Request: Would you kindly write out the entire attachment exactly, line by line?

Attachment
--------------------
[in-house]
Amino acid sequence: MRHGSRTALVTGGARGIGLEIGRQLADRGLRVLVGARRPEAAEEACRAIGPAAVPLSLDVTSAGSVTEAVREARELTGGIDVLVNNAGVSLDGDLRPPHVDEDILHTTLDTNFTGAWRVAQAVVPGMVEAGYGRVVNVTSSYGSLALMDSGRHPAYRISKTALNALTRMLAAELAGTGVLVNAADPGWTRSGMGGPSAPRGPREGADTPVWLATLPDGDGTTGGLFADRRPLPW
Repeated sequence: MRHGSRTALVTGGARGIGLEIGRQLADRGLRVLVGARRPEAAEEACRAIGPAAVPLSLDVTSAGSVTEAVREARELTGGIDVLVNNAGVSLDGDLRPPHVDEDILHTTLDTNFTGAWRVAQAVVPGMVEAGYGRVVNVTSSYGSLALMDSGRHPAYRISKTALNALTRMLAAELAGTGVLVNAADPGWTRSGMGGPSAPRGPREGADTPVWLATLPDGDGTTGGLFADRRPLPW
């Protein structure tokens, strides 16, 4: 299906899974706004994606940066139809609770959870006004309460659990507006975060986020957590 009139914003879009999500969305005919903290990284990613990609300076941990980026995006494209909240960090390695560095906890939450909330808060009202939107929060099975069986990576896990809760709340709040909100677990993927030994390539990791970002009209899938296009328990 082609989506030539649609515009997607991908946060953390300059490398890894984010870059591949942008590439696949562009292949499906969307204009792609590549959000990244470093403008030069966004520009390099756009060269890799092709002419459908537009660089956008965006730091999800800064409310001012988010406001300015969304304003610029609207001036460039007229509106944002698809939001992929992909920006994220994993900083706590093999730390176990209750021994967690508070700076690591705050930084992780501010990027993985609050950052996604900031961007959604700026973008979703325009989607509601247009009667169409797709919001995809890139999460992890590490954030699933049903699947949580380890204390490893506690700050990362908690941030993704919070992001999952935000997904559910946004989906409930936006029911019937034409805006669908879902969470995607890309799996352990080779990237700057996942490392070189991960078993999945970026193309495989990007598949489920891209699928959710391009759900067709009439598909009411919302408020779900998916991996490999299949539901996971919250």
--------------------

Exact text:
[in-house]
Amino acid sequence: MRHGSRTALVTGGARGIGLEIGRQLADRGLRVLVGARRPEAAEEACRAIGPAAVPLSLDVTSAGSVTEAVREARELTGGIDVLVNNAGVSLDGDLRPPHVDEDILHTTLDTNFTGAWRVAQAVVPGMVEAGYGRVVNVTSSYGSLALMDSGRHPAYRISKTALNALTRMLAAELAGTGVLVNAADPGWTRSGMGGPSAPRGPREGADTPVWLATLPDGDGTTGGLFADRRPLPW
Repeated sequence: MRHGSRTALVTGGARGIGLEIGRQLADRGLRVLVGARRPEAAEEACRAIGPAAVPLSLDVTSAGSVTEAVREARELTGGIDVLVNNAGVSLDGDLRPPHVDEDILHTTLDTNFTGAWRVAQAVVPGMVEAGYGRVVNVTSSYGSLALMDSGRHPAYRISKTALNALTRMLAAELAGTGVLVNAADPGWTRSGMGGPSAPRGPREGADTPVWLATLPDGDGTTGGLFADRRPLPW
């Protein structure tokens, strides 16, 4: 299906899974706004994606940066139809609770959870006004309460659990507006975060986020957590 009139914003879009999500969305005919903290990284990613990609300076941990980026995006494209909240960090390695560095906890939450909330808060009202939107929060099975069986990576896990809760709340709040909100677990993927030994390539990791970002009209899938296009328990 082609989506030539649609515009997607991908946060953390300059490398890894984010870059591949942008590439696949562009292949499906969307204009792609590549959000990244470093403008030069966004520009390099756009060269890799092709002419459908537009660089956008965006730091999800800064409310001012988010406001300015969304304003610029609207001036460039007229509106944002698809939001992929992909920006994220994993900083706590093999730390176990209750021994967690508070700076690591705050930084992780501010990027993985609050950052996604900031961007959604700026973008979703325009989607509601247009009667169409797709919001995809890139999460992890590490954030699933049903699947949580380890204390490893506690700050990362908690941030993704919070992001999952935000997904559910946004989906409930936006029911019937034409805006669908879902969470995607890309799996352990080779990237700057996942490392070189991960078993999945970026193309495989990007598949489920891209699928959710391009759900067709009439598909009411919302408020779900998916991996490999299949539901996971919250």